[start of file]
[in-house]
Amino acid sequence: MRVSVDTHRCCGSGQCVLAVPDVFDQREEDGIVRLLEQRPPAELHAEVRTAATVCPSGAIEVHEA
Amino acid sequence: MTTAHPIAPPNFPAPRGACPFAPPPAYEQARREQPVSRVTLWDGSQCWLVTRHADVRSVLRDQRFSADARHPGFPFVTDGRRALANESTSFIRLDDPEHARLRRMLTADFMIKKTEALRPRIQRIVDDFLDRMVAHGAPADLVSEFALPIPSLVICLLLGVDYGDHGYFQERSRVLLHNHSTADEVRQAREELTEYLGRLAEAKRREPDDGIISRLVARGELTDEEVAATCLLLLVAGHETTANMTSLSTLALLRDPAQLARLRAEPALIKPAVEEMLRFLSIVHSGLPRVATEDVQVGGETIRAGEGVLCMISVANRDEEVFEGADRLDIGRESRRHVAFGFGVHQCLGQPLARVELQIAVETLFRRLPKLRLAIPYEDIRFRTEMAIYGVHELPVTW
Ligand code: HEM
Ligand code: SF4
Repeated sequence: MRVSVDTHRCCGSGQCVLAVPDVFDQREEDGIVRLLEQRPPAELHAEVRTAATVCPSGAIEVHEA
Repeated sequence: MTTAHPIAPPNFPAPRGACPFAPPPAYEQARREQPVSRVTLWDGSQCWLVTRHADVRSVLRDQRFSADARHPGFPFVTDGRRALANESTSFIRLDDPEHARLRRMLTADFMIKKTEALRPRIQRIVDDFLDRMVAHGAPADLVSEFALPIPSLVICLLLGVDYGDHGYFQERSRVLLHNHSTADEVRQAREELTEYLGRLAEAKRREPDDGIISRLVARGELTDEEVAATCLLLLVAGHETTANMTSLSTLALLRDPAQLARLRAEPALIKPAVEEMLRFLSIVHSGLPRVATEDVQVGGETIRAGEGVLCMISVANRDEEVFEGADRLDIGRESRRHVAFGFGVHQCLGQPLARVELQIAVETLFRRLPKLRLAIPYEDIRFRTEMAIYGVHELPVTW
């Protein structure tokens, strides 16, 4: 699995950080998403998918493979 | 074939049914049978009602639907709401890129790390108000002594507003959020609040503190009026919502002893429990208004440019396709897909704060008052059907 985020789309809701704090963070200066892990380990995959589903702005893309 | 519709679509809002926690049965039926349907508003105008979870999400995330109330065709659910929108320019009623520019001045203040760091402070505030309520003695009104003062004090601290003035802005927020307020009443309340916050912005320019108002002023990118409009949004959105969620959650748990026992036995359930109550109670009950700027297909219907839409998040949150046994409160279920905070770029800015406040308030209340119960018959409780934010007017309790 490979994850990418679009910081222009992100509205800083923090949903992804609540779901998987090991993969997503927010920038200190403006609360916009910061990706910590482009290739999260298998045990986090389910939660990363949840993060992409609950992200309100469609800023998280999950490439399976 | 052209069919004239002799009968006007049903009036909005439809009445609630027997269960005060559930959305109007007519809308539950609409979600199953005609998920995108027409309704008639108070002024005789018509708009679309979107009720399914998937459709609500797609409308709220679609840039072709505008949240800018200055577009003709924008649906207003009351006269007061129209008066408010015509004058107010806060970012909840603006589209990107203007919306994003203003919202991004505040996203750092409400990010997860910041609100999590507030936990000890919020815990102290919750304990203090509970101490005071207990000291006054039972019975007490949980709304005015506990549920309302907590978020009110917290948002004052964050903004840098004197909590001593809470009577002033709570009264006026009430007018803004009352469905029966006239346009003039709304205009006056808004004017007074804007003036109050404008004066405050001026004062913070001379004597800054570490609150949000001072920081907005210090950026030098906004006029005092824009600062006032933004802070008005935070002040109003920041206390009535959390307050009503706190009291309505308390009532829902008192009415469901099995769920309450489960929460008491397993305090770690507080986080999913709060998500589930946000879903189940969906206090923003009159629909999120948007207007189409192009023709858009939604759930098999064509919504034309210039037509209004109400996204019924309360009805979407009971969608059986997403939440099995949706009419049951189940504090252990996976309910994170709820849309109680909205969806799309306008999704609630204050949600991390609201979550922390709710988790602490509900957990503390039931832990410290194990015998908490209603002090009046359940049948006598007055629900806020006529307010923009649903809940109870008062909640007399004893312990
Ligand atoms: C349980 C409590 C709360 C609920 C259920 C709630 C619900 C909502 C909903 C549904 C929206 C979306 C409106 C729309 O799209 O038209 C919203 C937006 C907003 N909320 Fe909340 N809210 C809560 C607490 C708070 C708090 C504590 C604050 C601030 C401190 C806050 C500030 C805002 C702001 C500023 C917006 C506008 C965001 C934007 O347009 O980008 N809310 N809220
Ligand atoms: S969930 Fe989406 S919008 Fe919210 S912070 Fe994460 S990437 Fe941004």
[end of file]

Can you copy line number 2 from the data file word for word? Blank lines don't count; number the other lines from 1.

Amino acid sequence: MRVSVDTHRCCGSGQCVLAVPDVFDQREEDGIVRLLEQRPPAELHAEVRTAATVCPSGAIEVHEA